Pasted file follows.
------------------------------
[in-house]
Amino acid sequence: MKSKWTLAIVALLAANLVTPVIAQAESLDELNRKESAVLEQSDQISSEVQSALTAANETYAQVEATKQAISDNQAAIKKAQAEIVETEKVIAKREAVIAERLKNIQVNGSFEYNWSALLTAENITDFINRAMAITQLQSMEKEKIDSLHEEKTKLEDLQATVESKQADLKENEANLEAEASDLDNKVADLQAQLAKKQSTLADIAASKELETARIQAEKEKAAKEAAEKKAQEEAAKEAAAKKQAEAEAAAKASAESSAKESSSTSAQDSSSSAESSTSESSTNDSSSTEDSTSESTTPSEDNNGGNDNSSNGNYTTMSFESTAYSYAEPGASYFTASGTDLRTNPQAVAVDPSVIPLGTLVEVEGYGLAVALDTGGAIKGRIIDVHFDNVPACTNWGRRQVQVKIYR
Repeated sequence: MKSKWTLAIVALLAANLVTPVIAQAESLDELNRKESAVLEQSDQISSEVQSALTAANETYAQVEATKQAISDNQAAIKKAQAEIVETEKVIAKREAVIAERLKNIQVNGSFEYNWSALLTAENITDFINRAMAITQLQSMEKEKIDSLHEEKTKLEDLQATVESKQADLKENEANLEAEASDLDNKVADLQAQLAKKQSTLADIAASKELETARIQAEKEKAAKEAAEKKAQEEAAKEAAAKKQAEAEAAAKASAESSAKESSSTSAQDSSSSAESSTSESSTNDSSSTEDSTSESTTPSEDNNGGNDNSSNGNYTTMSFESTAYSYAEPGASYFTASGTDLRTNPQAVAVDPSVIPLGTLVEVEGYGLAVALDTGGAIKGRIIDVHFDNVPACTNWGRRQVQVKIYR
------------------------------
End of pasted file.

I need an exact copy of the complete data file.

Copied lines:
[in-house]
Amino acid sequence: MKSKWTLAIVALLAANLVTPVIAQAESLDELNRKESAVLEQSDQISSEVQSALTAANETYAQVEATKQAISDNQAAIKKAQAEIVETEKVIAKREAVIAERLKNIQVNGSFEYNWSALLTAENITDFINRAMAITQLQSMEKEKIDSLHEEKTKLEDLQATVESKQADLKENEANLEAEASDLDNKVADLQAQLAKKQSTLADIAASKELETARIQAEKEKAAKEAAEKKAQEEAAKEAAAKKQAEAEAAAKASAESSAKESSSTSAQDSSSSAESSTSESSTNDSSSTEDSTSESTTPSEDNNGGNDNSSNGNYTTMSFESTAYSYAEPGASYFTASGTDLRTNPQAVAVDPSVIPLGTLVEVEGYGLAVALDTGGAIKGRIIDVHFDNVPACTNWGRRQVQVKIYR
Repeated sequence: MKSKWTLAIVALLAANLVTPVIAQAESLDELNRKESAVLEQSDQISSEVQSALTAANETYAQVEATKQAISDNQAAIKKAQAEIVETEKVIAKREAVIAERLKNIQVNGSFEYNWSALLTAENITDFINRAMAITQLQSMEKEKIDSLHEEKTKLEDLQATVESKQADLKENEANLEAEASDLDNKVADLQAQLAKKQSTLADIAASKELETARIQAEKEKAAKEAAEKKAQEEAAKEAAAKKQAEAEAAAKASAESSAKESSSTSAQDSSSSAESSTSESSTNDSSSTEDSTSESTTPSEDNNGGNDNSSNGNYTTMSFESTAYSYAEPGASYFTASGTDLRTNPQAVAVDPSVIPLGTLVEVEGYGLAVALDTGGAIKGRIIDVHFDNVPACTNWGRRQVQVKIYR